How Challenging Were My Challenges?

2013 was the first year I joined in any online challenges and I am very pleased I did so. You sometimes need that extra little push or public commitment to go beyond the borders of your little world (or at least, I do).

 

2013GRC_mediumSo, how did I do?

 

I completed Kerrie’s Global Reading Challenge, which this year was still hosted on her Mysteries in Paradise website. Kerrie herself is a fantastic resource of information about crime fiction not just from Down Under, but worldwide, and I have learnt so much from the enthusiastic fellow participants in the challenge.

 

I completed the Medium Level of the Challenge, which meant two books from each of the six geographical continents, plus a seventh continent which could be a realm of fantasy or Antarctica or something you haven’t tried before. ¬†Here are the books I chose (quite different from the list I had originally planned, subject to availability and mood).

 

Africa

 

Deon Meyer: Thirteen Hours РSouth Africa

 

Michael Stanley: Death of the Mantis РBotswana

 

Asia

 

ŇĆsaka GŇć: The Red Star of Cadiz – Japan and Spain

 

John Burdett: Bangkok Eight РThailand

 

Australasia/Oceania

 

Arthur W. Upfield: Murder Down Under РAustralia

 

John Enright: Pago Pago Tango – American Samoa

 

Europe

 

Jean-Claude Izzo: The Marseille Trilogy РSouthern France

 

Stefan Slupetzky: Lemmings Zorn РVienna, Austria

 

North America

 

Louise Penny: Dead Cold  РQuebec, Canada

 

M. J. McGrath: White Heat РNorthern Territories, Canada

 

Julie Smith: Mean Woman Blues РNew Orleans  (because I felt guilty about ignoring the US)

 

South America

 

Luiz Alfredo Garcia-Roza: The Silence of the Rain – Brazil

 

Leonardo Padura: Havana Gold РCuba

 

Seventh Continent

 

Elizabeth Kostova: The Historian Рparanormal, vampire, historical

 

Alan Bradley: I Am Half-Sick of Shadows – Flavia de Luce series, historical, YA

 

All in all, a fantastic challenge: it may sound clich√©, but it really¬†opened up a whole new world to me. I’ve always enjoyed travelling and reading about local atmosphere and customs in books, so these took me to places I may not have visited otherwise. There was only one book I really didn’t like (The Historian) and one which I found average (Mean Woman Blues). All of the others were good to excellent. I discovered writers that I am most certainly going to read more of (Louise Penny, John Burdett, Garcia-Roza, Michael Stanley).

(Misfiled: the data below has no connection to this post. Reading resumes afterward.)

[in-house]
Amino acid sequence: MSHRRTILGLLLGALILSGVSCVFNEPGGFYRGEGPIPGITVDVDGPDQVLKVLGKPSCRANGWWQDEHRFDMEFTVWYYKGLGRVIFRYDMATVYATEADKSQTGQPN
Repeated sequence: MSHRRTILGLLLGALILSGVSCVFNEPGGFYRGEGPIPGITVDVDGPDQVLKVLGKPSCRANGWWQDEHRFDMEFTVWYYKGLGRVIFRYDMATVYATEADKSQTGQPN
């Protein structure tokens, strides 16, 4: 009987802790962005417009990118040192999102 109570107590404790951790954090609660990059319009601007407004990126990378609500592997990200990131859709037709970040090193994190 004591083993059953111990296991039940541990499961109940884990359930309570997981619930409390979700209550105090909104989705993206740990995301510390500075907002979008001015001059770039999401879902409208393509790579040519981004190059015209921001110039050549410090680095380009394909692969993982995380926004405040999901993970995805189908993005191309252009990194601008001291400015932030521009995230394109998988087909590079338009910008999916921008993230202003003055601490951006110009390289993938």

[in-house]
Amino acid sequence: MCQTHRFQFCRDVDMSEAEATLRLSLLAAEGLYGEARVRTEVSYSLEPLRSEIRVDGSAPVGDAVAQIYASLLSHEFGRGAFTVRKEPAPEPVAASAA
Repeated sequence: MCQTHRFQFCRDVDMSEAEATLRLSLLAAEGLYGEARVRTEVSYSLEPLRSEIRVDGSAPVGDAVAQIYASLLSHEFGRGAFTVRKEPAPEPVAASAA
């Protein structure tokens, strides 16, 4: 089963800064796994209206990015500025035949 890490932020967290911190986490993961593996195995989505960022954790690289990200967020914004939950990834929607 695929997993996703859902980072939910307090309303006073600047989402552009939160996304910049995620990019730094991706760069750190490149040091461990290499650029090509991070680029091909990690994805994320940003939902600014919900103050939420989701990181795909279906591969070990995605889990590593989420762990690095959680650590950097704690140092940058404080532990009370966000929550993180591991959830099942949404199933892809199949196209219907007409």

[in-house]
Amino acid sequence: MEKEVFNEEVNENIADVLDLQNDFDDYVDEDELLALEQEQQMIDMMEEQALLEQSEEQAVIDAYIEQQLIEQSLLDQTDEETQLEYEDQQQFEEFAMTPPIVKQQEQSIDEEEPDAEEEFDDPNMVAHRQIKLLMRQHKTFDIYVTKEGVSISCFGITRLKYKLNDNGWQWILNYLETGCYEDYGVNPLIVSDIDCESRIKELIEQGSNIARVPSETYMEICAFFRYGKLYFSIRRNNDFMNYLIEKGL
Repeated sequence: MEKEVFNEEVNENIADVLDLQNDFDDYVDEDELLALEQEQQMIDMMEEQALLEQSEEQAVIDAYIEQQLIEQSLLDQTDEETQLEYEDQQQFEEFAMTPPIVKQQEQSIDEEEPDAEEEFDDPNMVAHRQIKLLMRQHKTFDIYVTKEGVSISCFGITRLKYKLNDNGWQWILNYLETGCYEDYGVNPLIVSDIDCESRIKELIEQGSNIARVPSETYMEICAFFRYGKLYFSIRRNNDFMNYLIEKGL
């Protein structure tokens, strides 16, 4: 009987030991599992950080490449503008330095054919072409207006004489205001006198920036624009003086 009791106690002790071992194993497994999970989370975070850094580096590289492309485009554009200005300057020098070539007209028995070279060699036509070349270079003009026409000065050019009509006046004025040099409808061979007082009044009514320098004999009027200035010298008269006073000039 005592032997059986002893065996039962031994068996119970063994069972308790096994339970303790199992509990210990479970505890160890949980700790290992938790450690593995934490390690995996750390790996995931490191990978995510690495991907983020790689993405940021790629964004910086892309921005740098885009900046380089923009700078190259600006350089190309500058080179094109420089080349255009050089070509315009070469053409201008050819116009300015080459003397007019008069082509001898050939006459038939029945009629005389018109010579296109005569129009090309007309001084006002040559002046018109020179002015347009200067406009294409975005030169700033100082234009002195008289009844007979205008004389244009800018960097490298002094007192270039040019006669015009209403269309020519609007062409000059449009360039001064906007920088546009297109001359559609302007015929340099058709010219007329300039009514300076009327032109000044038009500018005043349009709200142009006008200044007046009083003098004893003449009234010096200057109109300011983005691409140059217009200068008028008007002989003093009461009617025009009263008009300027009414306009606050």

My favourite discovery was the unparalleled king of the Mediterranean Noir: Jean-Claude Izzo, who completely transported me to the world of Marseille and got me listening to its music.

 

2013transchallenge-3(1)Until recently, I did not believe I had completed the Reading in Translation Challenge – or rather, I felt I had not reviewed enough books for it. Of course, I could have entered the same books for both challenges: Deon Meyer,¬†ŇĆsaka GŇć, Garcia-Roza and Padura would all have qualified. And I did read and review some other excellent works, such as The Mussel Feast, A Man in Love, A Crack in the Wall¬†or Pietr the Latvian. So, in the end, I think I will consider that challenge complete too. Thank you, Curiosity Killed the Bookworm for enticing me to do it!

 

What challenges am I participating in for 2014? I would like to continue with both of the above challenges, but this time limit it to 1 book for each continent for the Global Reading Challenge and 6 books of translated literary fiction (rather than crime fiction, however much I love it). The reason I am being modest in this respect is because I am introducing two major challenges of my own:

 

1) The Clear My Physical and Virtual Bookshelves Challenge (CMPVBC – catchy title!) – as of today, I have 56 books on my Kindle, 21 on my shelves, and 8 on my laptop, all waiting for me. So that brings my target up to 85 before I have even taken a step.